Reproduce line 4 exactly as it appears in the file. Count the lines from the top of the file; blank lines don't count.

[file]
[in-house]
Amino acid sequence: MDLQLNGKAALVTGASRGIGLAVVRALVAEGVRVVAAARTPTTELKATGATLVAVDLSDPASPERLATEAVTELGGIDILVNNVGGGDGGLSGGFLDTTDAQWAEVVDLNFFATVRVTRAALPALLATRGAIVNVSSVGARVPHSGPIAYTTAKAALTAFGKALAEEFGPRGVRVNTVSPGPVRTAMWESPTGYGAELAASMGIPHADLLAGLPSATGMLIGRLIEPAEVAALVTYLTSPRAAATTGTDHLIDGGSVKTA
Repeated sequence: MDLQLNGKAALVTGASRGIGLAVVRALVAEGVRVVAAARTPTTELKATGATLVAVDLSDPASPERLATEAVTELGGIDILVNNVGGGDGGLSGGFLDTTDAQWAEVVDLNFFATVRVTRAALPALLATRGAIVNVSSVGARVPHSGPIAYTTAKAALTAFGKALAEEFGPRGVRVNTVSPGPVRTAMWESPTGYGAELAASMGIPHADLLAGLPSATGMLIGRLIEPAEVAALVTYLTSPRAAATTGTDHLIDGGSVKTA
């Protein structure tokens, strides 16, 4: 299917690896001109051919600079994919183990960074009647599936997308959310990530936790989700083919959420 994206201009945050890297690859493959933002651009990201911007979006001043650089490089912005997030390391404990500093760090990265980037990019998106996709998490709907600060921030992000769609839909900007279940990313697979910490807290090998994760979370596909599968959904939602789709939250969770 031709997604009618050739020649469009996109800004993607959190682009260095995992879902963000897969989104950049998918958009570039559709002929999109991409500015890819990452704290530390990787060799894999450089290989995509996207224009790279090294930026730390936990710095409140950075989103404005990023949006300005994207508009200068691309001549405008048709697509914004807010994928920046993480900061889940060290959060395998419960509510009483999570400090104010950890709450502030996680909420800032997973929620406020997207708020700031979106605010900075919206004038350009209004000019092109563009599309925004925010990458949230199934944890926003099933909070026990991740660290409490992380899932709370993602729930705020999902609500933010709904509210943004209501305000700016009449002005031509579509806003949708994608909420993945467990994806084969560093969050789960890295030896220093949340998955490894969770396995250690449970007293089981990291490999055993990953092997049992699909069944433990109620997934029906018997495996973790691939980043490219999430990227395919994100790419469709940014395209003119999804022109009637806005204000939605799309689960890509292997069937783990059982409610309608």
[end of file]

């Protein structure tokens, strides 16, 4: 299917690896001109051919600079994919183990960074009647599936997308959310990530936790989700083919959420 994206201009945050890297690859493959933002651009990201911007979006001043650089490089912005997030390391404990500093760090990265980037990019998106996709998490709907600060921030992000769609839909900007279940990313697979910490807290090998994760979370596909599968959904939602789709939250969770 031709997604009618050739020649469009996109800004993607959190682009260095995992879902963000897969989104950049998918958009570039559709002929999109991409500015890819990452704290530390990787060799894999450089290989995509996207224009790279090294930026730390936990710095409140950075989103404005990023949006300005994207508009200068691309001549405008048709697509914004807010994928920046993480900061889940060290959060395998419960509510009483999570400090104010950890709450502030996680909420800032997973929620406020997207708020700031979106605010900075919206004038350009209004000019092109563009599309925004925010990458949230199934944890926003099933909070026990991740660290409490992380899932709370993602729930705020999902609500933010709904509210943004209501305000700016009449002005031509579509806003949708994608909420993945467990994806084969560093969050789960890295030896220093949340998955490894969770396995250690449970007293089981990291490999055993990953092997049992699909069944433990109620997934029906018997495996973790691939980043490219999430990227395919994100790419469709940014395209003119999804022109009637806005204000939605799309689960890509292997069937783990059982409610309608």